Food IndependanceElsewhereThe Coming Storm
Soil CareCompostingGardenGreenhouseOrchardForest GardenHomestead ToolsLiving FencesFungi in the Homestead
PoultryCowsPastureBeesLivestock Overview
Harveys BookHarveys PresentationsIn the KitchenSeeds and PlantsToolsOrganizationsBooks and MagazinesBook ReviewsLinks
MusingsEllen's Little SoapboxQuestionsBoxwood StoriesShort Fiction

Pasture Shelters for Market Layer Flocks

The following appeared as a sidebar to my article “Designing a Pasture Shelter,” in the August/September 2007 issue of Backyard Poultry Magazine.


Ault “Chicken Hilton”


Another Ault
Mobile Layer Shelter

If you have a hankering to produce for an expanding pastured egg market, you may find the pasture shelters of small farmers of interest. Steve and Chris Ault of Pamplin City, Virginia produce more than 100 dozen eggs per week for sale in one farmers market, two natural food stores, plus a few on-farm sales. Steve says his favorite layer shelter is an old recreational trailer, which he bought for $200, gutted, and outfitted with roosts and nest boxes. It houses about 200 layers, who shelter in it at night and range inside electric net fencing during the day. Steve’s flocks suffered heavy predation before he started restricting foraging to the electronetted areas. However, he hopes to return to complete free-ranging soon, having recruited two guardian dogs (Great Pyrenees) to safeguard the flocks.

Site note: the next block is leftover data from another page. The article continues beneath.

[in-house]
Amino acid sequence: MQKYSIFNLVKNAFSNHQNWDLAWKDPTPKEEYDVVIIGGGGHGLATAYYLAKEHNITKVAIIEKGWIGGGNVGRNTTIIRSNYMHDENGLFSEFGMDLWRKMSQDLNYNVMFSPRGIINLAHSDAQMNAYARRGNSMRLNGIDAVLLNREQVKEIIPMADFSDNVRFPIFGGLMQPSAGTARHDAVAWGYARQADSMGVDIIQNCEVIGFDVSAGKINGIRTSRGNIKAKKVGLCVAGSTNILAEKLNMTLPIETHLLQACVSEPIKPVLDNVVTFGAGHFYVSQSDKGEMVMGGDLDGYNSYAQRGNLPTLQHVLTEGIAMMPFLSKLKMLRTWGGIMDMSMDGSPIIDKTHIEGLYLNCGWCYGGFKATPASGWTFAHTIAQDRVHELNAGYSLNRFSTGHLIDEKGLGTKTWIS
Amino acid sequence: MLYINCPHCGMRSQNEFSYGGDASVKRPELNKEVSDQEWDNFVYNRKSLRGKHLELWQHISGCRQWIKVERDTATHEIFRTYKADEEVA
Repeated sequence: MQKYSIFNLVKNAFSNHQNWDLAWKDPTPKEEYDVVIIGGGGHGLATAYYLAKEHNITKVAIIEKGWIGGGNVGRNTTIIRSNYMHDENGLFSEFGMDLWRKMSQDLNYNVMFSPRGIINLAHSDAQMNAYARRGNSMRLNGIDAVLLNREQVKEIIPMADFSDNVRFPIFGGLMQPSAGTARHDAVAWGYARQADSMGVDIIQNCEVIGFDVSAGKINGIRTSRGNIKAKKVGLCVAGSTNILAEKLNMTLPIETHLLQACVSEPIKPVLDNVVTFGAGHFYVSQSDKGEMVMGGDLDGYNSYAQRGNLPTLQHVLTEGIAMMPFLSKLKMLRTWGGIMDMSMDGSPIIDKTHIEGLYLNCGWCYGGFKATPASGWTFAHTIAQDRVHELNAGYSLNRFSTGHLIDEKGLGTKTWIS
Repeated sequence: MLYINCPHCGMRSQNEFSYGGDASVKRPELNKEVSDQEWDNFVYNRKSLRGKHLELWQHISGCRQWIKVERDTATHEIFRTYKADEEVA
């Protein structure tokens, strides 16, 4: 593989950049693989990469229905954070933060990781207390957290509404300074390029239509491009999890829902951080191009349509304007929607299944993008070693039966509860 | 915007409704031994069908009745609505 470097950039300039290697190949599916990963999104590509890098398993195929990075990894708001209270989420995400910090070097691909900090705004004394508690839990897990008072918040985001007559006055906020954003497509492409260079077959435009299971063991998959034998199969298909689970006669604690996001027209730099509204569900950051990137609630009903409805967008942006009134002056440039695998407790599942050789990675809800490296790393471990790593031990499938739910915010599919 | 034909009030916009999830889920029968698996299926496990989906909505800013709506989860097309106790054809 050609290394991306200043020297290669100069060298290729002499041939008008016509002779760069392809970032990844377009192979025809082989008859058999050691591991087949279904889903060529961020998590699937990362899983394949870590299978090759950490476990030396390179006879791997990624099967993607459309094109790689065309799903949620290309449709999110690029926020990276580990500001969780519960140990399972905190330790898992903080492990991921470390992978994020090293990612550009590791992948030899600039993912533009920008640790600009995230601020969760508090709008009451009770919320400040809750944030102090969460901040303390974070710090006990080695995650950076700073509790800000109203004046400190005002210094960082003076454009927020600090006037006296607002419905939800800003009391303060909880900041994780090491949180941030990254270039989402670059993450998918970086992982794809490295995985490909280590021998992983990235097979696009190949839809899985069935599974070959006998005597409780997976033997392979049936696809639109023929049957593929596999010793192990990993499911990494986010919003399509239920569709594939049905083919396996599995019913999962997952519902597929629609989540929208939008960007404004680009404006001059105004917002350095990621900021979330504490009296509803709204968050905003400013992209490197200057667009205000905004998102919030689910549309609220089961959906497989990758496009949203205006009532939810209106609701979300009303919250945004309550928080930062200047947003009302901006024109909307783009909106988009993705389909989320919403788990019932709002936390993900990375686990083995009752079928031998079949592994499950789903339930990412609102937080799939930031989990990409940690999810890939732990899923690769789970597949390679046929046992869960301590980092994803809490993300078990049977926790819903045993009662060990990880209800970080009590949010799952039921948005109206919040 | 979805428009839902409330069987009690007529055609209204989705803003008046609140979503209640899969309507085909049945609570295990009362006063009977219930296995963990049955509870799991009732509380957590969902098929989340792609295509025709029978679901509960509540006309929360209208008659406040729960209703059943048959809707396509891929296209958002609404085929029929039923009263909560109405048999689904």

Steve built another layer shelter using an old hay wagon as the base. It too houses about 200 layers, but is light enough to pull with his lawn tractor. He reports that both the above units are heavy enough to remain stable in wind gusts up to 60 mph.


Barreda Layer Shelter


Another View

Michael Barreda of Upperville, Virginia sells eggs from his pastured layer flock through the local IGA, a small independent grocer. Those in the know share the secret: “Be sure to get there on Thursday—that’s the day Michael brings in his eggs.”

He houses his mixed layer flock (Australorps and Australorp-Welsummer-Langshan crosses) in a shelter large enough for 80-100 hens. Like Steve, he built his layer house on an old hay wagon chassis, which he moves with his pickup. The shelter is heavy enough to be stable in strong winds. Over the winter, or if expecting unusually heavy wind, Michael parks the layer house in a spot sheltered from the wind. Ranging inside electronet during the day, Michael’s flock has had no significant predator problems.


Barreda Layer Shelter: